(Image: Activist Portrait Series: Portrait of QueenTite Opaleke, Graphite on Paper, 6 ft x 12 ft, 2015, provided by artist)
2068: Touch Change
ARTIST: Syrus Marcus Ware
CURATED BY: Vanessa Kwan
EXHIBITION: November 2 – December 15, 2018
OPENING: November 1, 7 – 10 pm
DISCUSSION EVENT: November 2, 2018 / 7pm / grunt gallery 116-350 E. 2nd Ave
Touch Change: A conversation between Syrus Marcus Ware and !Kona
2068: Touch Change is both an archive and a speculation. Beginning 50 years in the future, this new exhibition by Toronto-based artist Syrus Marcus Ware proposes an archive whose ‘holdings’ act as a meeting ground for artists and activists across time and space.
The exhibition has 3 main components: a series of large-scale graphite portraits drawn on paper and directly on the walls, a speculative text and a disseminated printed work that documents materials gathered and accessed in the artists’ research process. The portraits – in many ways the centrepiece of the exhibition – are created through a complex process of visiting and revisiting images and interviews with historic and present-day BIPOC (Black, Indigenous or People of Colour) activist communities. Ware’s investment in the archive is overlaid with a parallel interest in forms of speculative fiction (see his recent piece in C Magazine or his essay on Octavia E. Butler published by Canadian Art last year) and he speaks eloquently about how he envisions his research and installations as ways of creating a space where activists and artists of different generations are brought together:
I have been creating very large-scale portraits of activists/revolutionaries/community mobilizers as a way of celebrating activists’ culture, activists’ lives and as a way of understanding the many daily choices that we all have to get involved in big and little ways to make the world a place where we all get to have self-determination and where we all get to be free. These portraits are an act of reverence, a celebration of life and of choice and of action(s).
For my project with grunt, I explored the Trans Archives at the University of Victoria and historic archives on Salt Spring Island, digging for and finding black history in the pages and fields. In this exhibition, activists from the past present and future will meet for the first time… as I merge my archival research with interviews and portrait sittings that I did with black British Columbians while doing my residency in Victoria and Vancouver.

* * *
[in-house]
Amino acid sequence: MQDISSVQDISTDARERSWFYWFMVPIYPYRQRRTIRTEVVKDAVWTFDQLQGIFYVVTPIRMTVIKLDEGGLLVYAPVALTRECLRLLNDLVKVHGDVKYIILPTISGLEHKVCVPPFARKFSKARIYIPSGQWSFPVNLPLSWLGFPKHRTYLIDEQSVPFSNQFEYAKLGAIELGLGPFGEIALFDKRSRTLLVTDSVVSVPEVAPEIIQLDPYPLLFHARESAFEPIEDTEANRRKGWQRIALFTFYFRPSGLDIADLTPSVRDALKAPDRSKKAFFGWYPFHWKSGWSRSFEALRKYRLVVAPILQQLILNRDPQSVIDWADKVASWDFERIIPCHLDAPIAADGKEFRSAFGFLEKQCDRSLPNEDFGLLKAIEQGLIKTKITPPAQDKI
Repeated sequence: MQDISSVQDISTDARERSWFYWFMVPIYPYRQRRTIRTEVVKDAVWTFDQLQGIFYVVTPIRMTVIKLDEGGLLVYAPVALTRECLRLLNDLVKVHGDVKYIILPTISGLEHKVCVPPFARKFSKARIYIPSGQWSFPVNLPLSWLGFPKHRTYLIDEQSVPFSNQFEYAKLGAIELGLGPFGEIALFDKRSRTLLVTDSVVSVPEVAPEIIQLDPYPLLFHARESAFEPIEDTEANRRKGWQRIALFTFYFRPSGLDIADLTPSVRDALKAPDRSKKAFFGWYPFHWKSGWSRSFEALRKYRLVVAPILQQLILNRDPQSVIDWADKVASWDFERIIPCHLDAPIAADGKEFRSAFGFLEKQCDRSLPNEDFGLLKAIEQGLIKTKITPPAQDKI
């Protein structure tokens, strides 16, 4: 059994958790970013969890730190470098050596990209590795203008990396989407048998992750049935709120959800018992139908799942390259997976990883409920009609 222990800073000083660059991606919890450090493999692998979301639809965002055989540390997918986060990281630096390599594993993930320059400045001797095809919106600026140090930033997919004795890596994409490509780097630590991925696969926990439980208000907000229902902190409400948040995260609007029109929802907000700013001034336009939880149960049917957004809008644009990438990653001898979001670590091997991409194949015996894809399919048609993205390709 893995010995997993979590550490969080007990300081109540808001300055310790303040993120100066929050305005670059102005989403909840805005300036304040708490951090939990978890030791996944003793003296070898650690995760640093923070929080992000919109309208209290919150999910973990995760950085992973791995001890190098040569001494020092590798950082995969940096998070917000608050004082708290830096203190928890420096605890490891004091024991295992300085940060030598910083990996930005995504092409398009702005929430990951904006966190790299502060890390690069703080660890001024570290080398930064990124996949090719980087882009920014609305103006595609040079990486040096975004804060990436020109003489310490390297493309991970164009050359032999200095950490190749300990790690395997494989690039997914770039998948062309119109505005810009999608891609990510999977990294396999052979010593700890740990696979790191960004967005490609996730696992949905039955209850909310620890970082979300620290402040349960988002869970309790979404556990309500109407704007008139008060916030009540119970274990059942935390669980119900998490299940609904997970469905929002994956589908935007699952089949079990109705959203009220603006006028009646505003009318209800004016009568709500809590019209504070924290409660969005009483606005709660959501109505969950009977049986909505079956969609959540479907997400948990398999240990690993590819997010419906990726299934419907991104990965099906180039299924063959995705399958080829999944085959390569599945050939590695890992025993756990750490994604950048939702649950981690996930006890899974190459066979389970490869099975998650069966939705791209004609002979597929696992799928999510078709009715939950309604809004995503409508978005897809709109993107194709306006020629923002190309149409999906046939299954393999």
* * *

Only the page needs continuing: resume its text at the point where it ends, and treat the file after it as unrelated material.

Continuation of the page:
Ware’s work invokes the philosophy of Octavia E. Butler’s now-famous Earthseed movement from her (unfinished) Parables trilogy: “All that you touch/ you Change. All that you change/ Changes you” resonates throughout the artists work, as a reference to empathic human connection as the fuel for sustained and sustaining social justice movements. Ware, like Butler, invites us to consider change as a constant, and hope as an ever-expanding network of relations.
A conversation with local artist and activist !Kona will take place on Friday, November 2nd at grunt gallery. This program is co-presented with Recollective: Vancouver Independent Archives Week.
Curated by Vanessa Kwan
Syrus Marcus Ware is a Vanier Scholar, visual artist, activist, curator and educator. Syrus uses painting, installation and performance to explore social justice frameworks and black activist culture. His work has been shown widely, including at the Art Gallery of Ontario, the University of Lethbridge Art Gallery, Art Gallery of York University and The Gladstone Hotel. His performance works have been part of festivals across Canada, including at Cripping The Stage (Harbourfront Centre, 2016), Complex Social Change (University of Lethbridge Art Gallery, 2015) and Decolonizing and Decriminalizing Trans Genres (University of Winnipeg, 2015). He is part of the PDA (Performance Disability Art) Collective and co-programmed Crip Your World: An Intergalactic Queer/POC Sick and Disabled Extravaganza as part of Mayworks 2014. He is also a part of the Black Triangle Arts Collective (BTAC), a visual arts collective dedicated to exploring disability, racial and economic justice. He is a facilitator/designer at The Banff Centre, and for 12 years was the Coordinator of the Art Gallery of Ontario Youth Program. Syrus is the inaugural Daniel’s Spectrum Artist-in-Residence (2016/17) and a core team member of Black Lives Matter-Toronto. Syrus is also part of Blackness Yes!/Blockorama. He is working on a PhD at York University in the Faculty of Environmental Studies.
For more information visit Syrus’ personal website.
!Kona is a Vancouver-based artist, writer and activist. Her creative and social justice-oriented work has spanned arts/ cultural, queer, feminist and Black communities for over 20 years.
About Recollective Vancouver Independent Archives Week
Vancouver Independent Archives Week is a free public programming series initiated in 2015 by grunt gallery, the Western Front, and VIVO Media Arts that highlights artist-run centre archives, artists working with archives, and the intersections between contemporary art practice and in/formal sites of community memory. Joined by our partners The Morris and Helen Belkin Art Gallery, 221A, Artspeak, and Rungh Magazine, we have re-imagined the series as Recollective: Artists, Communities, Independent Archives, a robust expansion that examines the tensions and possibilities of the archive in narratives of social movements, activist communities, and marginalized voices.